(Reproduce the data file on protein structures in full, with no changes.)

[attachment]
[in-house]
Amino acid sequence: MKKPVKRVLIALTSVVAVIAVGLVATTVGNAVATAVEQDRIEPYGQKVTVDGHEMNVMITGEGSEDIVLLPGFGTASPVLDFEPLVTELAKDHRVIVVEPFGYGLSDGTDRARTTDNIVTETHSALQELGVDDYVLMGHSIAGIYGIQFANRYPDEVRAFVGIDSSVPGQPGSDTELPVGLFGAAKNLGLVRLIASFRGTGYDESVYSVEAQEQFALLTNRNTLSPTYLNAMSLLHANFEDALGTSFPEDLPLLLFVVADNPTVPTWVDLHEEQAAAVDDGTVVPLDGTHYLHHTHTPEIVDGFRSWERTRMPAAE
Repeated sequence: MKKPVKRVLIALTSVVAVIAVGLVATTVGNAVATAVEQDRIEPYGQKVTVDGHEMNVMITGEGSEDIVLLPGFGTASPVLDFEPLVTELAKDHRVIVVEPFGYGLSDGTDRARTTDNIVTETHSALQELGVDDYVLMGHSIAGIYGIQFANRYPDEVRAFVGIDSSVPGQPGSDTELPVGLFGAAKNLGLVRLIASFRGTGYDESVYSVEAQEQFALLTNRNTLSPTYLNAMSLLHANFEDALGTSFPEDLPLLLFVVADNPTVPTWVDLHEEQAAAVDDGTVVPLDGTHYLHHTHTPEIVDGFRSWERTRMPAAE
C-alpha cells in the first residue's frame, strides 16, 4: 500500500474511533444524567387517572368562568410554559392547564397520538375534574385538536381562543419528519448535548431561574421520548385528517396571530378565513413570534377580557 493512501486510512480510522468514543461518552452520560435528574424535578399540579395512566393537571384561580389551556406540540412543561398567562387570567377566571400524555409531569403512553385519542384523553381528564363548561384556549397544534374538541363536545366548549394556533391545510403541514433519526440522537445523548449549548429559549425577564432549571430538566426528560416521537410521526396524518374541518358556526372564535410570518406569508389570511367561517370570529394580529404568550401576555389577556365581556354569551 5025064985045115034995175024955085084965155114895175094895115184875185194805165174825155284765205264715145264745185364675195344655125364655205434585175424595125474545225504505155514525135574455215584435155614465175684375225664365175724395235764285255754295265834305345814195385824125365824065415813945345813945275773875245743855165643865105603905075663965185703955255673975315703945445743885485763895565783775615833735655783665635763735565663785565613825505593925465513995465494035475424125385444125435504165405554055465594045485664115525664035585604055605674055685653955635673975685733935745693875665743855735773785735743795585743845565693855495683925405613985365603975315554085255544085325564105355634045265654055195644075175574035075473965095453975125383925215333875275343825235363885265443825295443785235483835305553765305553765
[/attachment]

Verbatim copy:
[in-house]
Amino acid sequence: MKKPVKRVLIALTSVVAVIAVGLVATTVGNAVATAVEQDRIEPYGQKVTVDGHEMNVMITGEGSEDIVLLPGFGTASPVLDFEPLVTELAKDHRVIVVEPFGYGLSDGTDRARTTDNIVTETHSALQELGVDDYVLMGHSIAGIYGIQFANRYPDEVRAFVGIDSSVPGQPGSDTELPVGLFGAAKNLGLVRLIASFRGTGYDESVYSVEAQEQFALLTNRNTLSPTYLNAMSLLHANFEDALGTSFPEDLPLLLFVVADNPTVPTWVDLHEEQAAAVDDGTVVPLDGTHYLHHTHTPEIVDGFRSWERTRMPAAE
Repeated sequence: MKKPVKRVLIALTSVVAVIAVGLVATTVGNAVATAVEQDRIEPYGQKVTVDGHEMNVMITGEGSEDIVLLPGFGTASPVLDFEPLVTELAKDHRVIVVEPFGYGLSDGTDRARTTDNIVTETHSALQELGVDDYVLMGHSIAGIYGIQFANRYPDEVRAFVGIDSSVPGQPGSDTELPVGLFGAAKNLGLVRLIASFRGTGYDESVYSVEAQEQFALLTNRNTLSPTYLNAMSLLHANFEDALGTSFPEDLPLLLFVVADNPTVPTWVDLHEEQAAAVDDGTVVPLDGTHYLHHTHTPEIVDGFRSWERTRMPAAE
C-alpha cells in the first residue's frame, strides 16, 4: 500500500474511533444524567387517572368562568410554559392547564397520538375534574385538536381562543419528519448535548431561574421520548385528517396571530378565513413570534377580557 493512501486510512480510522468514543461518552452520560435528574424535578399540579395512566393537571384561580389551556406540540412543561398567562387570567377566571400524555409531569403512553385519542384523553381528564363548561384556549397544534374538541363536545366548549394556533391545510403541514433519526440522537445523548449549548429559549425577564432549571430538566426528560416521537410521526396524518374541518358556526372564535410570518406569508389570511367561517370570529394580529404568550401576555389577556365581556354569551 5025064985045115034995175024955085084965155114895175094895115184875185194805165174825155284765205264715145264745185364675195344655125364655205434585175424595125474545225504505155514525135574455215584435155614465175684375225664365175724395235764285255754295265834305345814195385824125365824065415813945345813945275773875245743855165643865105603905075663965185703955255673975315703945445743885485763895565783775615833735655783665635763735565663785565613825505593925465513995465494035475424125385444125435504165405554055465594045485664115525664035585604055605674055685653955635673975685733935745693875665743855735773785735743795585743845565693855495683925405613985365603975315554085255544085325564105355634045265654055195644075175574035075473965095453975125383925215333875275343825235363885265443825295443785235483835305553765305553765